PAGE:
It seems to me that this report raises three broad implications for reform of Scotland’s qualifications system. First, there are implications related to the structure of the qualifications phase. For example, this raises questions about whether a series of steps on a ladder, as in the three-tier Scottish system, is tenable, or whether Scotland should develop a more holistic senior phase allowing longer and/or modular courses and fewer points of assessment. A related issue here is whether there should be a single leaving certificate (even a Baccalaureate), signifying completion of secondary schooling, or single subject certification, as is currently the case across the UK. According to Stobart:

This raises questions about the nature and purpose of national examinations at age 16 and the message they send. If they are intended to certificate the successful completion of the curriculum in the first five years of secondary school education, a curriculum which now involves a wider range of skills, are there more valid ways of assessing educational progress? Are traditional single-subject examinations outdated at this stage?(p.17)National testing at 16 is rare internationally, and where it occurs it is generally much more limited in scope. In New Zealand, a system formerly very similar to Scotland’s three-tier approach, the School Certificate taken at 16 has been abolished. Stobart also points to systems where both vocational and academic qualifications can contribute to a school leaving certificate, addressing issues of parity of esteem between different pathways.

A second implication relates to assessment methodology, for example whether a qualification is based on examinations and formal tests or assessed through a wider range of methods, including portfolios, orals, continuous assessment of course work, and whether qualifications are externally or internally assessed. Of course, these are not simple either/or dichotomies. I do not advocate the total replacement of exams by other forms of assessment. But we need to remember that an exam is simply a means of assessment, not an end in its own right. I do, however, support developing a more eclectic approach that is based upon the principle of fitness-for-purpose – and this will vary from subject to subject. Developments in technology open up new possibilities here. Stobart makes the point – contrary to a much repeated trope that exams are fairer for disadvantaged children – that varied methodologies are more equitable in diverse populations: “The use of more varied formats, for example school-based assessments and practical work in vocational qualifications, represent ways of making qualifications more fit-for-purpose for a more diverse candidature” (p.18). He also reiterates that, in many systems, the bulk of marks constituting a qualification derive from teacher assessment (e.g., Ontario, 70%; Norway, 80%).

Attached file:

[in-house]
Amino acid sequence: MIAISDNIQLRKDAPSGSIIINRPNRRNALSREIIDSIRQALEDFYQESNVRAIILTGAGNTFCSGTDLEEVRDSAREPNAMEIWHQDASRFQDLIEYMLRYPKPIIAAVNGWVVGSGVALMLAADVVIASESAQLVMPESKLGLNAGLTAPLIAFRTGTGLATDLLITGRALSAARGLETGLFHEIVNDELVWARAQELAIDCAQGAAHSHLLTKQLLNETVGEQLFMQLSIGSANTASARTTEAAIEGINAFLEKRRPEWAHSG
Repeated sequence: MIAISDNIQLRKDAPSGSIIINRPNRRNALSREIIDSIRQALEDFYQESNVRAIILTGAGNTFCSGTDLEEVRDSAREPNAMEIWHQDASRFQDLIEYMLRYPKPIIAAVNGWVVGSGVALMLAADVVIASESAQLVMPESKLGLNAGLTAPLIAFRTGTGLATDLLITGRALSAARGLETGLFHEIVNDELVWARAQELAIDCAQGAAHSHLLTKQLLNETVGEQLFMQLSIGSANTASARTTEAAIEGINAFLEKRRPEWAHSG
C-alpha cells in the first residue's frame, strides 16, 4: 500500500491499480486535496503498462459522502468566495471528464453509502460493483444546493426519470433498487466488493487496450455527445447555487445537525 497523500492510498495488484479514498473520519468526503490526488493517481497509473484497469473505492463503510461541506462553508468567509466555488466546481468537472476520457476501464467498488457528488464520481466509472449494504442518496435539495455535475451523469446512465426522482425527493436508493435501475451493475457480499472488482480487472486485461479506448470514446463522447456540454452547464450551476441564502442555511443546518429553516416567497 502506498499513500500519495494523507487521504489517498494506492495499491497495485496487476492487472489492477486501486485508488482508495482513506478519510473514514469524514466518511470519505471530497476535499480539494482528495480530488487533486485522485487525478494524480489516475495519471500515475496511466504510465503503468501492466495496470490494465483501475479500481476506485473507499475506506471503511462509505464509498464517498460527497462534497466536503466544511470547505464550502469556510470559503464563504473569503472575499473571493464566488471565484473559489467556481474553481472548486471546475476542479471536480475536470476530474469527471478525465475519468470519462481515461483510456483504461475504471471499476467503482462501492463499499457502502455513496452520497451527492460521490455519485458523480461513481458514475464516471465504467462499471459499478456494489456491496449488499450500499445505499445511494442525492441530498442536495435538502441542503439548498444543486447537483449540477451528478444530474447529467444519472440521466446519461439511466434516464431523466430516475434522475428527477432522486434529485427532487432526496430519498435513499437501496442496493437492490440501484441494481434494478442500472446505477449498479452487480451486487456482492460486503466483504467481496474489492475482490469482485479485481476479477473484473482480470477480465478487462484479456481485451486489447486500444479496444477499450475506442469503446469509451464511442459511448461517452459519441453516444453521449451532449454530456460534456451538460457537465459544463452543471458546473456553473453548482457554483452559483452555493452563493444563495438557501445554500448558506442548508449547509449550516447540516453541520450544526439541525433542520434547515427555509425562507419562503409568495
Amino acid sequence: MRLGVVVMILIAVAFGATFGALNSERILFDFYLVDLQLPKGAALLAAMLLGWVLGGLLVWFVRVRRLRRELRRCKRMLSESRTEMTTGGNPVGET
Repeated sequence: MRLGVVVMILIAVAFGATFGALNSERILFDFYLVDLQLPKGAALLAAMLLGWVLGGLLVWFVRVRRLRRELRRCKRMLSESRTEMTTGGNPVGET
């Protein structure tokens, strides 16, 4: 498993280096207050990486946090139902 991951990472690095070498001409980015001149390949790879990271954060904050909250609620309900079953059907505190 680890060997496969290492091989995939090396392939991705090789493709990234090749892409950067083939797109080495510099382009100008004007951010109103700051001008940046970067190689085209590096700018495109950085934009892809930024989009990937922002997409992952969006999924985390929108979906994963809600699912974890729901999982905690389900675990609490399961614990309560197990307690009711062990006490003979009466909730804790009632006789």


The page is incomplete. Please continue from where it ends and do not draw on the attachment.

A third implication relates to the underpinning model for the qualification. In the case of Scotland, qualifications reform raises the possibility of questioning Scotland’s adherence to the competency-based education and training (CBET) model, originally designed for vocational assessment. This may seem like an academic point, but CBET comes with consequences. For example, its emphasis on mastery has led to the notion that all content needs to be tested, leading to the procession of unit tests that have taken up teaching and learning time in National Qualifications.

Demonstrating mastery may well be important when learning to wire a plug, but is arguably less necessary when discussing a topic in History. Indeed, the use of the competency-based model for assessing academic subjects has been the source of much critique over the years

A strong message from the report is that wholesale reforms of systems need to account for the views of teachers, as opposition to reforms imposed on the profession (no matter how well-thought through) is likely to contribute to their failure. Full participation of the profession in qualifications reform would seem to be an essential prerequisite. Winning the hearts and minds of students and parents is also necessary – although existing evidence cited by Stobart suggests already strong support amongst these groups for a shift away from exams. As the Stobart report states:

“Public confidence is vital if an assessment system is to be effective, while a loss of faith in a system will undermine the status and value of qualifications. If they are perceived as unfair, a validity and reliability issue, or unmanageable (by students and teachers), results will not be trusted.” (p.36)

In summary, the Stobart report provides much food for thought. It seeks to dispel a number of assumptions about the existing Scottish system, through comparison with other systems. And it offers a tentative blueprint for reform – arguably much needed – to Scotland’s qualifications system. Of course, the way forward is up to us.

Mark Priestley is Professor of Education at the University of Stirling. This piece was originally published on Professor Priestley’s online blog: and a version was also published by the Times Educational Supplement (Scotland) – reproduced with permission.